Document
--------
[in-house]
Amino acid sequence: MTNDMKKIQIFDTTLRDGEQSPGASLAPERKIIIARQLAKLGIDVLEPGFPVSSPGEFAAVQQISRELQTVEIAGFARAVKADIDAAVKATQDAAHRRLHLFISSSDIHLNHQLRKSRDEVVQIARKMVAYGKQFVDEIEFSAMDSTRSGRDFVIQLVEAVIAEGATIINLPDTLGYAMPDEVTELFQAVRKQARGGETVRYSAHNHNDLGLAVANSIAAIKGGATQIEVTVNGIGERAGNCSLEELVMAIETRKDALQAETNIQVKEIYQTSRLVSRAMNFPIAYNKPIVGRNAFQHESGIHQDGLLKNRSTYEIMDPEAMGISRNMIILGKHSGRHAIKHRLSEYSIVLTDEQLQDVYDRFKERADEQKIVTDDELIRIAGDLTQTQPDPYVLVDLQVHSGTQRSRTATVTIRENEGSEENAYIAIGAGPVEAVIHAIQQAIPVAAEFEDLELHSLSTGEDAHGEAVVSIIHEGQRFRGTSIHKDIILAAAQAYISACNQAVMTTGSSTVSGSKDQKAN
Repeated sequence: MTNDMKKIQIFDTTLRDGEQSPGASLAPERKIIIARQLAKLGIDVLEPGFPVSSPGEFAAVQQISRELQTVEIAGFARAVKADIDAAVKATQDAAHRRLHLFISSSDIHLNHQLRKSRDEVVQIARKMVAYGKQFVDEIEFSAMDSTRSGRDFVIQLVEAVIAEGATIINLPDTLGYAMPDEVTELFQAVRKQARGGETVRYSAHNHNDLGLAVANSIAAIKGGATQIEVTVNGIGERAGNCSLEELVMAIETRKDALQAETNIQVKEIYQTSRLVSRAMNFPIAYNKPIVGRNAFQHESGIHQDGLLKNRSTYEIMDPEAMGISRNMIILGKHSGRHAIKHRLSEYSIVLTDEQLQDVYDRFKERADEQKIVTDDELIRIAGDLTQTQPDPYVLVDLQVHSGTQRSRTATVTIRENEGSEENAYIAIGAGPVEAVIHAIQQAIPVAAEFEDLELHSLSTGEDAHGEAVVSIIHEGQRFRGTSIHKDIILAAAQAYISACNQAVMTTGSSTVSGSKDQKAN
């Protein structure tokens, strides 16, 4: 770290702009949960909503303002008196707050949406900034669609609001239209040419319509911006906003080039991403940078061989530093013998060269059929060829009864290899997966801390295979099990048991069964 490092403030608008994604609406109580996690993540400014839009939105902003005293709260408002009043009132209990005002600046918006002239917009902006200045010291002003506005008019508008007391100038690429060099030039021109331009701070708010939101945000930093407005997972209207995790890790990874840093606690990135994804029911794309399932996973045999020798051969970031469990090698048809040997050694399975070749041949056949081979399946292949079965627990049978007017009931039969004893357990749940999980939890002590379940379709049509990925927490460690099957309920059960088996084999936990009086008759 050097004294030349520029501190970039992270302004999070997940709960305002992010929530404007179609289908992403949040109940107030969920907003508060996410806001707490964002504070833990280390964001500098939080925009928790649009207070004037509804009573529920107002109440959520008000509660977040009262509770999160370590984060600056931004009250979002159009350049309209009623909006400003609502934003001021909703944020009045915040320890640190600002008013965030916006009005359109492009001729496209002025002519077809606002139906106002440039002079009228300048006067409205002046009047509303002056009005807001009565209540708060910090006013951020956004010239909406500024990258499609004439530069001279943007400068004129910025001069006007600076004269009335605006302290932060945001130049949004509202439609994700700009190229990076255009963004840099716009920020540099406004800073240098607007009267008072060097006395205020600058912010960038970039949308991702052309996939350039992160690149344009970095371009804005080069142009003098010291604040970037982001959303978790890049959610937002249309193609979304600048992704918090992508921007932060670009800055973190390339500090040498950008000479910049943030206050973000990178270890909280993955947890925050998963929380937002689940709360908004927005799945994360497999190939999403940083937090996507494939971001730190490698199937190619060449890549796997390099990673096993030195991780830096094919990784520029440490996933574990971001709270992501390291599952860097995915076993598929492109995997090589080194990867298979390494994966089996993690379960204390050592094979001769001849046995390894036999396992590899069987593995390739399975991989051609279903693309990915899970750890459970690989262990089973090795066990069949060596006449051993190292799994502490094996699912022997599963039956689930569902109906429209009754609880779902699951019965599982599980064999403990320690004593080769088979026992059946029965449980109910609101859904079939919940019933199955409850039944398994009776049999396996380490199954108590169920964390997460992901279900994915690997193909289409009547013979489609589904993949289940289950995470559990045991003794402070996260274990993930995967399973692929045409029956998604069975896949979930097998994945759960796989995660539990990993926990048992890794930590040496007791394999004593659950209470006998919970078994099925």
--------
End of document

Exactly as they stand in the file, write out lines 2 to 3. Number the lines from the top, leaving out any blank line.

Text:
Amino acid sequence: MTNDMKKIQIFDTTLRDGEQSPGASLAPERKIIIARQLAKLGIDVLEPGFPVSSPGEFAAVQQISRELQTVEIAGFARAVKADIDAAVKATQDAAHRRLHLFISSSDIHLNHQLRKSRDEVVQIARKMVAYGKQFVDEIEFSAMDSTRSGRDFVIQLVEAVIAEGATIINLPDTLGYAMPDEVTELFQAVRKQARGGETVRYSAHNHNDLGLAVANSIAAIKGGATQIEVTVNGIGERAGNCSLEELVMAIETRKDALQAETNIQVKEIYQTSRLVSRAMNFPIAYNKPIVGRNAFQHESGIHQDGLLKNRSTYEIMDPEAMGISRNMIILGKHSGRHAIKHRLSEYSIVLTDEQLQDVYDRFKERADEQKIVTDDELIRIAGDLTQTQPDPYVLVDLQVHSGTQRSRTATVTIRENEGSEENAYIAIGAGPVEAVIHAIQQAIPVAAEFEDLELHSLSTGEDAHGEAVVSIIHEGQRFRGTSIHKDIILAAAQAYISACNQAVMTTGSSTVSGSKDQKAN
Repeated sequence: MTNDMKKIQIFDTTLRDGEQSPGASLAPERKIIIARQLAKLGIDVLEPGFPVSSPGEFAAVQQISRELQTVEIAGFARAVKADIDAAVKATQDAAHRRLHLFISSSDIHLNHQLRKSRDEVVQIARKMVAYGKQFVDEIEFSAMDSTRSGRDFVIQLVEAVIAEGATIINLPDTLGYAMPDEVTELFQAVRKQARGGETVRYSAHNHNDLGLAVANSIAAIKGGATQIEVTVNGIGERAGNCSLEELVMAIETRKDALQAETNIQVKEIYQTSRLVSRAMNFPIAYNKPIVGRNAFQHESGIHQDGLLKNRSTYEIMDPEAMGISRNMIILGKHSGRHAIKHRLSEYSIVLTDEQLQDVYDRFKERADEQKIVTDDELIRIAGDLTQTQPDPYVLVDLQVHSGTQRSRTATVTIRENEGSEENAYIAIGAGPVEAVIHAIQQAIPVAAEFEDLELHSLSTGEDAHGEAVVSIIHEGQRFRGTSIHKDIILAAAQAYISACNQAVMTTGSSTVSGSKDQKAN